The scope of the invention is not limited to the embodiments described above. The construction of the push-pull converter and that of the compensation device are irrelevant to the inventive principle and therefore these devices may be realized in various ways. Further, the device may comprise a protection circuit which limits the quiescent current of the laser to a maximum value in the case of degradation of the laser.
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|US4539686 *||Oct 15, 1982||Sep 3, 1985||At&T Bell Laboratories||Laser driving means|
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|2||*||Swartz et al., Stabilized . . . Semiconductor Lasers ; The Bell System Technical Journal, vol. 62, No. 7, Part 1; 09/1983; pp.1923 1936.|
|Citing Patent||Filing date||Publication date||Applicant||Title|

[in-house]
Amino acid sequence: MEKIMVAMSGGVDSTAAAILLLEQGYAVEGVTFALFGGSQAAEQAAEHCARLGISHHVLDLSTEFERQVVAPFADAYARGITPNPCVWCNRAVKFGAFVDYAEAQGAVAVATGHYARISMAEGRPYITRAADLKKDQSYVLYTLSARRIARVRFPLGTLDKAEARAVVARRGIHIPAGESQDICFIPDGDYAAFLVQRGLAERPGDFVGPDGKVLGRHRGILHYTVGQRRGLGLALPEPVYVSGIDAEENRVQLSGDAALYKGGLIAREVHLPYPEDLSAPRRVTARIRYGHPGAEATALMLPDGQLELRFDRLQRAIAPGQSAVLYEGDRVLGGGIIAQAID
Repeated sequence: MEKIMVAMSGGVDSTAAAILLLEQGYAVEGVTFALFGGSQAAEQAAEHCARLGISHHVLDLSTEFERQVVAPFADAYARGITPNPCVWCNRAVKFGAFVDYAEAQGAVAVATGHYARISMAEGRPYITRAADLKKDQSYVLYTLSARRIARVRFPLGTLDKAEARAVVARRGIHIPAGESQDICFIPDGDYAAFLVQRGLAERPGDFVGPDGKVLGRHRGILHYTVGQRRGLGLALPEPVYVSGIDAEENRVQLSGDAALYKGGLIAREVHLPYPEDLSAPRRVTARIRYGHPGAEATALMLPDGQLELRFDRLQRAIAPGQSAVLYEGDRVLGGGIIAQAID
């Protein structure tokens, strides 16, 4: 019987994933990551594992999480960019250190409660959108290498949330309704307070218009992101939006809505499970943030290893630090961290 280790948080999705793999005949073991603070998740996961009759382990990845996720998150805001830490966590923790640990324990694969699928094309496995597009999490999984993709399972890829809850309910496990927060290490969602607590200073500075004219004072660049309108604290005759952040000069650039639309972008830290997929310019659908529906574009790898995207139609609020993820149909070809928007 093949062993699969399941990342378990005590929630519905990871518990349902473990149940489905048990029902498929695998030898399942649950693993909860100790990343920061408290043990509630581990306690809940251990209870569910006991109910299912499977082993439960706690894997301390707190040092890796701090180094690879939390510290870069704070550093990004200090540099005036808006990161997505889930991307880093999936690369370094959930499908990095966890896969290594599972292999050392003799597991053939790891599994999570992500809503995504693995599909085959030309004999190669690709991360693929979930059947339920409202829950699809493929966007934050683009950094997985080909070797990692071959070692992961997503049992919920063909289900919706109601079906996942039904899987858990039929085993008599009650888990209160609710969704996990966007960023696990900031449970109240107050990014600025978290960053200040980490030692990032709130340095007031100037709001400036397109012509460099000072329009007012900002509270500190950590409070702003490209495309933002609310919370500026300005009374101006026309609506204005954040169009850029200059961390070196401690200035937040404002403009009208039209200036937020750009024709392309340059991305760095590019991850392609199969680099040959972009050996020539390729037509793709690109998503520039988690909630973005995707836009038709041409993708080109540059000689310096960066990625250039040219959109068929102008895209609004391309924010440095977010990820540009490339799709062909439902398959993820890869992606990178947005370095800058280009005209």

|US4837428 *||Feb 8, 1988||Jun 6, 1989||Ando Electric Co., Ltd.||Driving circuit for laser diode|
|US4866721 *||Sep 20, 1988||Sep 12, 1989||Hamamatsu Photonics Kabushiki Kaisha||Pulsed laser stabilizing device|
|US4884278 *||Mar 6, 1989||Nov 28, 1989||Fujitsu Limited||Semiconductor laser modulation control system|
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|US5377213 *||Dec 28, 1993||Dec 27, 1994||Asahi Kogaku Kogyo Kabushiki Kaisha||Laser driving circuit|
|US5483091 *||Mar 14, 1995||Jan 9, 1996||Scientific Imaging Technologies, Inc.||Charge-coupled device array for spectroscopic detection|
|US7505492||Aug 22, 2007||Mar 17, 2009||Corning Incorporated||Alignment of lasing wavelength with wavelength conversion peak using modulated wavelength control signal|